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I have worked in a number of areas, including monetary economics, urban/regional economics, environmental economics, and miscellaneous areas:
1) MONETARY ECONOMICS. The idea underlying my articles in this area is quite simple. Kenneth Arrow (who has won the Nobel Prize) believes in something called "the increasing relative risk aversion" (IRRA) hypothesis. The notion is that "safety," freedom from risk, is a superior good in the economic sense. In portfolio terms, this hypothesis suggests that richer people would be expected to hold lower risk portfolios other things equal, portfolios with a higher share of safe assets.
Yet another way of thinking about this is that, under the IRRA hypothesis, you would be less willing to take a bet if both it and your wealth were doubled. Both implications seemed counter-intuitive to me (stocks are quite risky, yet held predominantly by rich people, while doubling a $5 bet and, say, $50,000 wealth to $10 and $100,000 would, I suspect, cause most people to be more prone to take the bet). Arrow supported his position with the time series money demand work of Milton Friedman (who also won the Nobel Prize). In that work, Friedman found that, as U.S. incomes (a proxy for wealth in Arrow's context) grew over a hundred year period, money holdings as a percentage of income increased.
I felt that many other things (urbanization, changes in family size, etc.) were changing over such a long time period and that income was mistakenly getting credit for the influences of these other (omitted) variables.

2)URBAN/REGIONAL ECONOMICS. Much of my professional output has been in the area of urban/regional economics, with main analytical thread being again quite simple.
Prior to my work, urban and regional growth and decline were largely seen as being determined by demand-side forces. I felt that growth and decline were much more closely related (particularly if one's interest is in long-run influences) to climate and other amenities that affect our well-being and are spatially varying. With generally rising incomes in the U.S. households will have increased demands for normal or superior goods and decreased demands for inferior goods. But, some of the goods that we demand more of as we get richer (e.g. pleasant temperatures, low humidity, scenic vistas and the like) can only be "bought" by moving. This, in a nutshell, is the motivation for the important on-going effect of amenities on human migration.
3) ENVIRONMENTAL ECONOMICS. I have done a number of things in the environmental area, but am particularly interested in public good valuation. Samuelson (1954) first characterized formally how to value public goods, but recognized that it would be difficult to acquire the information to do so. Non-excludability makes the private sector unable to supply such goods and renders it difficult for government to know what and how much to supply, because of the well-known "free riding" behavior in output markets (incentives to under-reveal true demands since public goods, if they exist, can be used without paying and any individual's demands are too small to have any impact on the likelihood of provision).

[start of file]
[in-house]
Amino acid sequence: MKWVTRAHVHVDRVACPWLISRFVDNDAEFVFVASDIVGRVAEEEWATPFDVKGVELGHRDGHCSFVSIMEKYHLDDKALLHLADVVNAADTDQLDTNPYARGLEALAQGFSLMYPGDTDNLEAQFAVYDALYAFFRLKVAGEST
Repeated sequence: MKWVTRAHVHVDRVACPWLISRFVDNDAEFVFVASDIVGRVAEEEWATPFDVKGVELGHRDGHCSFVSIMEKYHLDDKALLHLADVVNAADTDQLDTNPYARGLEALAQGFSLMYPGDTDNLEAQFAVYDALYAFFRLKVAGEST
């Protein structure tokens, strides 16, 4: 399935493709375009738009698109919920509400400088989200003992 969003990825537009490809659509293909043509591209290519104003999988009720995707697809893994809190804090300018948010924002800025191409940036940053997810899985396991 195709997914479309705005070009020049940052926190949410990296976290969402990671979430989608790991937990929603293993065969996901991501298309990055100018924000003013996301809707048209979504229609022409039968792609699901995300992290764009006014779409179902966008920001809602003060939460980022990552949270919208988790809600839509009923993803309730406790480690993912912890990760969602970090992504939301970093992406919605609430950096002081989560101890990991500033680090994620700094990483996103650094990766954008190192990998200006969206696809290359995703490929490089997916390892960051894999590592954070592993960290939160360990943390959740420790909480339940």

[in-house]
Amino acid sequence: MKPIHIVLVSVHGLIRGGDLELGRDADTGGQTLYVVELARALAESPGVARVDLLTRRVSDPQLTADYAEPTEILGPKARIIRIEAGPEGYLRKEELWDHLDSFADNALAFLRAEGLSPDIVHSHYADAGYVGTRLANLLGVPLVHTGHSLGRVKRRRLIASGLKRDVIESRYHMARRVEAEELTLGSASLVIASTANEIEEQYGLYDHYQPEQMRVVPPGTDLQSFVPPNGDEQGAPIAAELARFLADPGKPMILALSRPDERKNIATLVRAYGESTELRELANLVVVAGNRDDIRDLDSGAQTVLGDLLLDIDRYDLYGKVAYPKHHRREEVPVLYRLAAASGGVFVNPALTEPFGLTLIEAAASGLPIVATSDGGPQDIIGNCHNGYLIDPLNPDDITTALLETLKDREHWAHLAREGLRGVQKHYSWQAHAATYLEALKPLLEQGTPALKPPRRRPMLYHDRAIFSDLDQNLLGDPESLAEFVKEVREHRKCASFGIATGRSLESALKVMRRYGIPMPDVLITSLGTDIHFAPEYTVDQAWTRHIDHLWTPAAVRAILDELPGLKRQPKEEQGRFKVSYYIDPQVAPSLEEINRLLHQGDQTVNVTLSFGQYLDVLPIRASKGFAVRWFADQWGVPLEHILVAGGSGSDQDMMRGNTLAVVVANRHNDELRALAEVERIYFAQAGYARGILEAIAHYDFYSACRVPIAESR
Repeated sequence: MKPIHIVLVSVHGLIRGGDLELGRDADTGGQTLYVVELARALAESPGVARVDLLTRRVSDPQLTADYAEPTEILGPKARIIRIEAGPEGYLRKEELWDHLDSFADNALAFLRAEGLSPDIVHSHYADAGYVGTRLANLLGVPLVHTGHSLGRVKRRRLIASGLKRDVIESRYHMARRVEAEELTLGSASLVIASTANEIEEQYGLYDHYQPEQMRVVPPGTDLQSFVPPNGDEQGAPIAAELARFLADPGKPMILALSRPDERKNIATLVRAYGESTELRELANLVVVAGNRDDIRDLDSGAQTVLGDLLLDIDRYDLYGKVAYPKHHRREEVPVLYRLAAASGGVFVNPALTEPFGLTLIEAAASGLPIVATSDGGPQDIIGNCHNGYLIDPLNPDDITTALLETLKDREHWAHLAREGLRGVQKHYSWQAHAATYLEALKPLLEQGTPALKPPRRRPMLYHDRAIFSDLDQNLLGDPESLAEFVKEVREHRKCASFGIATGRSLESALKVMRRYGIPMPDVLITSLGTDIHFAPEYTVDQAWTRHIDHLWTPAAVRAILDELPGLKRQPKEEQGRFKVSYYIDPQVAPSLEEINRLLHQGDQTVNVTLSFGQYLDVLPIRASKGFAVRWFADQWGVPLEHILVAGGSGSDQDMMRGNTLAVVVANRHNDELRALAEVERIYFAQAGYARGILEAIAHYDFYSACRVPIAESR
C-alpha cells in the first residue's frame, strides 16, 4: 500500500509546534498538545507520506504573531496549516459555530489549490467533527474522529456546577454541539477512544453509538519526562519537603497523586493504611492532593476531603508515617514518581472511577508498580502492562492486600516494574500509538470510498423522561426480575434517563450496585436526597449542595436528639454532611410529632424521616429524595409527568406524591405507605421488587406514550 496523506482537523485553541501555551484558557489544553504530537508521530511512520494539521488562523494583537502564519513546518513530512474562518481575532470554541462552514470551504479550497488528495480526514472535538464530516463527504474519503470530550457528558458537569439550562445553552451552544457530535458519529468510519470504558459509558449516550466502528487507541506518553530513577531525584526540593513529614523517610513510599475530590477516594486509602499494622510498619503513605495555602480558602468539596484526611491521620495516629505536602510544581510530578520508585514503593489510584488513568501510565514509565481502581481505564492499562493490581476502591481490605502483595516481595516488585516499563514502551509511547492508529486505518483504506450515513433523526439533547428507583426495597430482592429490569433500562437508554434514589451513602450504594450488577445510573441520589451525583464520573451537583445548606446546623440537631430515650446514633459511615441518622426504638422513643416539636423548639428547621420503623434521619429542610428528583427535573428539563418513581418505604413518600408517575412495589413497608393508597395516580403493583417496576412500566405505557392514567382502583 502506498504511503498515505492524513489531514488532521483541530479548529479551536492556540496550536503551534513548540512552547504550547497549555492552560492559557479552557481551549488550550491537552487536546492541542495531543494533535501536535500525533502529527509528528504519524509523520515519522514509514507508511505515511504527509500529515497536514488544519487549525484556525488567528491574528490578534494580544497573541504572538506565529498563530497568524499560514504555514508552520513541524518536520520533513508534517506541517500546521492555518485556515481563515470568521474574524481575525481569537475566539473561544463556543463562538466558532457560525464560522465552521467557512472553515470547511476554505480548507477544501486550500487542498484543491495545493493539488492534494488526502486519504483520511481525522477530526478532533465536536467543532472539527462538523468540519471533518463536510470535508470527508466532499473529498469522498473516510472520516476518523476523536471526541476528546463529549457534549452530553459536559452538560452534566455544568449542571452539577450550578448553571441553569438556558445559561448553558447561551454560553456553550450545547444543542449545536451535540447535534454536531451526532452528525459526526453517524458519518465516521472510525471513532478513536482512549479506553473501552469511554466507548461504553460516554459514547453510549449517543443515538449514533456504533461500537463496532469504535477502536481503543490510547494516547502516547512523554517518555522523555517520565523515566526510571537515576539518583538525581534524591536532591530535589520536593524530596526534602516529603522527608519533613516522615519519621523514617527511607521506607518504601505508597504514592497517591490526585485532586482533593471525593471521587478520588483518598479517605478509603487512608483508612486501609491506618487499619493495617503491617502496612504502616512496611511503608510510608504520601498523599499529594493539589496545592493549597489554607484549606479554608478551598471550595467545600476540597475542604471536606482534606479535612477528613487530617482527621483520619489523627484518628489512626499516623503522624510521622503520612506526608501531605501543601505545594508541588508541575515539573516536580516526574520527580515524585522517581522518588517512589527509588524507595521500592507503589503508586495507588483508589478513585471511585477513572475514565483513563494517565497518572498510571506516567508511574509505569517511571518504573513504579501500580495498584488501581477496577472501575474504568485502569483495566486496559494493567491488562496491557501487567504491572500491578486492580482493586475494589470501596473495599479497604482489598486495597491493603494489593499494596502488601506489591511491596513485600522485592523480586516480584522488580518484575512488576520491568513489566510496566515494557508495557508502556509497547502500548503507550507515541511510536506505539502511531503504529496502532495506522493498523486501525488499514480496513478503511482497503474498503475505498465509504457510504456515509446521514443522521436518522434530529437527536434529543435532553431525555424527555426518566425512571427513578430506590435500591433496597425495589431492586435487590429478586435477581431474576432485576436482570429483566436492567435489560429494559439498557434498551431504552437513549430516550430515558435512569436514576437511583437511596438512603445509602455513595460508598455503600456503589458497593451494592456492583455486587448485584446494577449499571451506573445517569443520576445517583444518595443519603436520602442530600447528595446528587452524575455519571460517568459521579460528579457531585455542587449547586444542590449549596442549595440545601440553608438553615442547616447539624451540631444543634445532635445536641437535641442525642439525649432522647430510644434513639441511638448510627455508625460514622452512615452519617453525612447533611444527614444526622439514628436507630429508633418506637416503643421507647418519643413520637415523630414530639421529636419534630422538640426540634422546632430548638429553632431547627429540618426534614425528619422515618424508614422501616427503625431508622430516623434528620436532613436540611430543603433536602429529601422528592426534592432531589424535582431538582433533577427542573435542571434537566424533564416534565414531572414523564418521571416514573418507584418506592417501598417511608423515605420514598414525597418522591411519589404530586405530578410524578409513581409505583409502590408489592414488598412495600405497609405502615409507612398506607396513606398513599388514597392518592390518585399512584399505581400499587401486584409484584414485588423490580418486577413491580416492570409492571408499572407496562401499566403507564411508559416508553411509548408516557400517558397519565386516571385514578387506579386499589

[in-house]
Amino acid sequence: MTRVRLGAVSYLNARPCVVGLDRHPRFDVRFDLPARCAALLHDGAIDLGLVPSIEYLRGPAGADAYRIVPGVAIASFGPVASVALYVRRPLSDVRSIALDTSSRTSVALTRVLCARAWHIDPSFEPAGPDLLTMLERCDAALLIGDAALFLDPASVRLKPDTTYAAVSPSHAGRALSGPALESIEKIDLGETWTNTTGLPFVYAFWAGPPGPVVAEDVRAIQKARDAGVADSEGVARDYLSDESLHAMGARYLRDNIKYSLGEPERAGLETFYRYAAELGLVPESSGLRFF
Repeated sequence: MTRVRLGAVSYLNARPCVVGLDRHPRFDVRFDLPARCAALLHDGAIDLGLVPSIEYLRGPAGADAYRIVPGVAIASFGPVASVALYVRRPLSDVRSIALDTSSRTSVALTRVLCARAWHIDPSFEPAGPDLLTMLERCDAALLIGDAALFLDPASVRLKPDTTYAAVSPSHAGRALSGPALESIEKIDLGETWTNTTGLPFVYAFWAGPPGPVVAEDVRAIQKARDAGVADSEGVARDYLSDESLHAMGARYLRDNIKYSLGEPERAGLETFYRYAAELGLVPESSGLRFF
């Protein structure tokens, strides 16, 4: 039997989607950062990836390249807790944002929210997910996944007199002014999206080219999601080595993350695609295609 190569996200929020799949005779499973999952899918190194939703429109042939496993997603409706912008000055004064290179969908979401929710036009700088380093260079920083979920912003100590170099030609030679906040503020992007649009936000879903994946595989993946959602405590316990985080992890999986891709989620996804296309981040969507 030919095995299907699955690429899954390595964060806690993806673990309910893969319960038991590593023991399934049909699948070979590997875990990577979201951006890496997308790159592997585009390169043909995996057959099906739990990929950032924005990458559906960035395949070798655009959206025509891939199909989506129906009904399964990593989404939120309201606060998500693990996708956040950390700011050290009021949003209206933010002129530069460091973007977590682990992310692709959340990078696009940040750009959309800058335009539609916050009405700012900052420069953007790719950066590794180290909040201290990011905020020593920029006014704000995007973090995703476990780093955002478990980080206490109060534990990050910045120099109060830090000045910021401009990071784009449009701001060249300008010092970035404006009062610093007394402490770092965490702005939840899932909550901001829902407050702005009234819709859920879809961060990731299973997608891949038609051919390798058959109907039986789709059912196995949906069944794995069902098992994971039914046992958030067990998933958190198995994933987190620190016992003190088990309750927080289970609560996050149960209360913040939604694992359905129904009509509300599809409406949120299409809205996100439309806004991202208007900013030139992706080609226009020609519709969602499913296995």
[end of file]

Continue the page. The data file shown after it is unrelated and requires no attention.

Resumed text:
There is, however, an additional problem that went unrecognized. Those who desire large quantities of ordinary goods will realize they must obtain the income with which to buy them. But, suppose the goods that some people (everyone to some extent) really care for are public goods--they will know that how much income they individually obtain will have no bearing on how much of the public good is actually produced. They are too small to matter in that collective decision, and know that. Hence, they will fail to generate income (get an education with a big monetary payoff, work long hours on your job, etc.) to purchase such goods. They will just "buy" more leisure (or even "drop out" in the parlance of the '60s). Hence, overall aggregate income is too small, and all of that income would, under "independence," have gone to expenditure on public goods, like environmental quality. Individuals will generate the income to buy private good substitutes for the public good, leading to over-suburbanization in the case of location-varying public goods.
Other miscellaneous topics of research have less in the way of "common themes," and I am only uploading a few of the papers on my C.V. in the areas discussed above--please feel free to contact me for copies of anything of interest.


Present Professor of Economics, University of Colorado
Present University of Colorado, Boulder, University of Colorado

Curriculum Vitae

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Environmental Economics/Public Economics (26)